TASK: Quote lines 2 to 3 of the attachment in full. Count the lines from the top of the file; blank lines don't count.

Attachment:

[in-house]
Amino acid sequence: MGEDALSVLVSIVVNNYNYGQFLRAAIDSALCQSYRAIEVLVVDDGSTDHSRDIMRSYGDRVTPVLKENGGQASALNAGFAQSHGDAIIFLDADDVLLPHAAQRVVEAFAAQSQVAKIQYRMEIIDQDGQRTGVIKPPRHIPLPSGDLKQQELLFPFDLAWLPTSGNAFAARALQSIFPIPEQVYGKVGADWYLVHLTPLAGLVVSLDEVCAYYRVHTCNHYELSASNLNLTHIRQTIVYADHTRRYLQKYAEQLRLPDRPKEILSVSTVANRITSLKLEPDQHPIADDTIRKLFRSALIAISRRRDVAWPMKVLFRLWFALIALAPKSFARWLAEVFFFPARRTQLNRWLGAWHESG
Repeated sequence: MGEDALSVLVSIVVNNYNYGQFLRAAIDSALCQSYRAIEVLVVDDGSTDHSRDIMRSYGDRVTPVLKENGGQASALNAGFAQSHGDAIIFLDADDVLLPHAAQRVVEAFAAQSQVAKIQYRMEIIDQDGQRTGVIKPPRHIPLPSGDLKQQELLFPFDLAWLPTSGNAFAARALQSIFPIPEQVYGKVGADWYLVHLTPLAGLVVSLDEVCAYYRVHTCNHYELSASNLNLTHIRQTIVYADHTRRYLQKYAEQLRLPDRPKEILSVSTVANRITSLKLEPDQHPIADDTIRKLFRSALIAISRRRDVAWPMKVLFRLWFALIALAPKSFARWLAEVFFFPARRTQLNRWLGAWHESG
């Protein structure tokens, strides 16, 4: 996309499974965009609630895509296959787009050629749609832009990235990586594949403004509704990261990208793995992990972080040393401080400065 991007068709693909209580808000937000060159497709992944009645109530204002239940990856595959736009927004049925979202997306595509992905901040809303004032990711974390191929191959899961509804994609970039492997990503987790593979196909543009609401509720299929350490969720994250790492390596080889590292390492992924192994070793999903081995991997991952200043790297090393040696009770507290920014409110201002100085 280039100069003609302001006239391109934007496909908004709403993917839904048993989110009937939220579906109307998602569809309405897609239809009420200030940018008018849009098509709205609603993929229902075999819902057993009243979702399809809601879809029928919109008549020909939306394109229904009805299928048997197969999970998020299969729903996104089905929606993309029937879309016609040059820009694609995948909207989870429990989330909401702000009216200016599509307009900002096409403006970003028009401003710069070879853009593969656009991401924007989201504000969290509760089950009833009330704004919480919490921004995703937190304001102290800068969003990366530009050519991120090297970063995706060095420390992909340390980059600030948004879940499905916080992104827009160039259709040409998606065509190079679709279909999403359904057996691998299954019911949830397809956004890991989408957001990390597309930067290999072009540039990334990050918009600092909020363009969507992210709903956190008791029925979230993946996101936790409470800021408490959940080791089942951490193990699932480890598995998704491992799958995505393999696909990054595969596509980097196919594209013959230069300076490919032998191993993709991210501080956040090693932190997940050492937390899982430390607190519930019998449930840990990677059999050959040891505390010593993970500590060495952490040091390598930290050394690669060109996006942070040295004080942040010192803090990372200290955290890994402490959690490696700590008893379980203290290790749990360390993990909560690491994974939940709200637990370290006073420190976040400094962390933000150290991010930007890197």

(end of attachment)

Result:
Amino acid sequence: MGEDALSVLVSIVVNNYNYGQFLRAAIDSALCQSYRAIEVLVVDDGSTDHSRDIMRSYGDRVTPVLKENGGQASALNAGFAQSHGDAIIFLDADDVLLPHAAQRVVEAFAAQSQVAKIQYRMEIIDQDGQRTGVIKPPRHIPLPSGDLKQQELLFPFDLAWLPTSGNAFAARALQSIFPIPEQVYGKVGADWYLVHLTPLAGLVVSLDEVCAYYRVHTCNHYELSASNLNLTHIRQTIVYADHTRRYLQKYAEQLRLPDRPKEILSVSTVANRITSLKLEPDQHPIADDTIRKLFRSALIAISRRRDVAWPMKVLFRLWFALIALAPKSFARWLAEVFFFPARRTQLNRWLGAWHESG
Repeated sequence: MGEDALSVLVSIVVNNYNYGQFLRAAIDSALCQSYRAIEVLVVDDGSTDHSRDIMRSYGDRVTPVLKENGGQASALNAGFAQSHGDAIIFLDADDVLLPHAAQRVVEAFAAQSQVAKIQYRMEIIDQDGQRTGVIKPPRHIPLPSGDLKQQELLFPFDLAWLPTSGNAFAARALQSIFPIPEQVYGKVGADWYLVHLTPLAGLVVSLDEVCAYYRVHTCNHYELSASNLNLTHIRQTIVYADHTRRYLQKYAEQLRLPDRPKEILSVSTVANRITSLKLEPDQHPIADDTIRKLFRSALIAISRRRDVAWPMKVLFRLWFALIALAPKSFARWLAEVFFFPARRTQLNRWLGAWHESG